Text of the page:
Species and Speciation, basic concepts in the classification of organisms. In simple terms, a single species is a distinct kind of organism, with a characteristic shape, size, behavior, and habitat that remains constant from year to year. A biological species is defined as a group of natural populations that mate and produce offspring with one another, but do not breed with other populations. This definition includes genealogical relationships as well as physical properties, and emphasizes that species evolve independently of one another. See Evolution.
THE NATURE OF SPECIES
Other conceptions of species exist, the oldest of which is the typological-species concept that originated with Plato and Aristotle. According to this concept, a species represents some ideal form, of which individual variation is merely the imperfect expression. The morphological-species definition, on the other hand, is purely observational: a group of individuals that resemble one another and are separated from other such groups by gaps in morphological variation, that is, variation in structure and form. These concepts are adequate for classification of inanimate objects such as minerals, where a particular degree of similarity reflects the effects of the same degree of similarity in the physical processes that formed the objects. Organisms, however, are also influenced by genealogy (hereditary characteristics from preceding generations), therefore, these definitions are inappropriate. Certain properties of organisms may reflect past history but may be irrelevant to or only partly affected by current environmental conditions. The human vermiform appendix, a classic example, is a vestige of a more herbivorous ancestor.
In addition to being inappropriate, the typological and morphological concepts prove inadequate when the attempt is made to apply them over geological time or over a broad geographical area; a characteristic used to distinguish between two species in one place is often not valid in another. This is because, in space and geologic time, species change in morphology, behavior, and habitats. The biological-species concept takes this into account, but the typological and morphological definitions refer to only one static type.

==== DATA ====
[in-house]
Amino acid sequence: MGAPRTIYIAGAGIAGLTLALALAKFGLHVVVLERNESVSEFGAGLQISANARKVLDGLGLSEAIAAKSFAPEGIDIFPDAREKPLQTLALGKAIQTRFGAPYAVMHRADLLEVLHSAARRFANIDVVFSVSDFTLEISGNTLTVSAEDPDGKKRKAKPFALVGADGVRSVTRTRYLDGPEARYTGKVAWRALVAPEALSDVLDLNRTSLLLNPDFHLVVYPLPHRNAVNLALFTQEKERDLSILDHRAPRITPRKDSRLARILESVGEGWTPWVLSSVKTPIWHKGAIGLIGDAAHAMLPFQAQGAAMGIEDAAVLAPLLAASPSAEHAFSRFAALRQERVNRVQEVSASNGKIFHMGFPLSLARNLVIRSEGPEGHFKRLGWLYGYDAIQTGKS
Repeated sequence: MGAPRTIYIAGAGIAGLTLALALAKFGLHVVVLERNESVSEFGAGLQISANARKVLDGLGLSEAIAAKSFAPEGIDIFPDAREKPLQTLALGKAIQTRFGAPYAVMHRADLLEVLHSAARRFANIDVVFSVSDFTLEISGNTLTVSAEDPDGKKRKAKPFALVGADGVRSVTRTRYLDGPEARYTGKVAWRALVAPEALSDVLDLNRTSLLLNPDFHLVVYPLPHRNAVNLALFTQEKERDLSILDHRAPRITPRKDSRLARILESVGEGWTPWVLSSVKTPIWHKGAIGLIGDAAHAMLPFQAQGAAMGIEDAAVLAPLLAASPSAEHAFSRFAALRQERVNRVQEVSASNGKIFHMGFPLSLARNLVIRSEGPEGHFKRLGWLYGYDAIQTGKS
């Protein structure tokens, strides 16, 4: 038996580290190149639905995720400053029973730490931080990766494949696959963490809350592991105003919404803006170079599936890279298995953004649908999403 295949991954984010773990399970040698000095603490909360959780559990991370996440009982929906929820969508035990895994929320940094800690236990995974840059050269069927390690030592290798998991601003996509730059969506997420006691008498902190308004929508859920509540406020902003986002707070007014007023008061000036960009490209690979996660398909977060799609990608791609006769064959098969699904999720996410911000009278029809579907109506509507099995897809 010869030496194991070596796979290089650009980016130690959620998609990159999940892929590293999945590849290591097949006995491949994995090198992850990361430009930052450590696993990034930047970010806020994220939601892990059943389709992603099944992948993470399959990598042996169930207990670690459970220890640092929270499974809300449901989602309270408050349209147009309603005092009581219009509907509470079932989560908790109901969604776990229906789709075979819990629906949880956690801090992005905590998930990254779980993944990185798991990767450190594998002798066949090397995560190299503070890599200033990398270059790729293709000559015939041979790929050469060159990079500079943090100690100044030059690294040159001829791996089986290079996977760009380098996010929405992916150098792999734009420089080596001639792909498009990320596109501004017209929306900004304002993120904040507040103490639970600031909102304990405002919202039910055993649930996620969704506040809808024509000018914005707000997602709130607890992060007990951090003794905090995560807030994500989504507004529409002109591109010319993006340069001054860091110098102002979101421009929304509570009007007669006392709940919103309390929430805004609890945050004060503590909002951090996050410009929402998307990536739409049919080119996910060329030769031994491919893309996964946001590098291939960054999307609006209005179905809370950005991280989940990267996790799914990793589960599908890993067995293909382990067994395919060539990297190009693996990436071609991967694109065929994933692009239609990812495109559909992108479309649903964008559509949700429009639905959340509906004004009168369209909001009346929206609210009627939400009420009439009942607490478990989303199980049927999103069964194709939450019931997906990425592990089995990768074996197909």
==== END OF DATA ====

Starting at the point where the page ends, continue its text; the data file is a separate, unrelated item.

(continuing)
Speciation is the process whereby new species are formed. The following events are thought to occur in most cases. In the first step, extrinsic isolation, an existing species becomes subdivided by some extrinsic event, such as a climatic change, the formation of a physical barrier (such as a mountain range), or its invasion of a new habitat or island. Subdivision may also occur merely because many hundreds of generations may be required for individuals to disperse from one end of the species' geographic range to another. In the second step, differentiation, the isolated populations diverge genetically, which they can do more rapidly than populations exchanging individuals with other populations. Populations may diverge either at random or as a result of natural selection. In the third step, intrinsic isolation, some form of isolation evolves among the populations; this is dependent on the organisms rather than the environment. Such isolation may result from preferences during courtship or from genetic incompatibility, in which offspring of matings between the differentiated populations are no longer viable or fertile; the mule is an example. In the final step, independence, the newly separated populations continue to evolve independently and may subsequently invade each other's geographic ranges without hybridization. Each of these steps has been demonstrated in the field and laboratory with various organisms.
Two major modes of speciation are theoretically possible: geographic and nongeographic. In geographic speciation, initial isolation results from geographic separation of the populations. In nongeographic speciation, initial isolation results from changes in behavior or genetics of part of a local population. For example, many insects will eat only one species of plant and will use this plant's shape, color, or odor as cues for location of mates and egg laying. If a group of these insects accidentally invades a new plant species and mates there, then it is as isolated as if it were far away. A great deal of controversy exists about the relative frequency of various modes of speciation, but the geographic mode is generally considered more common.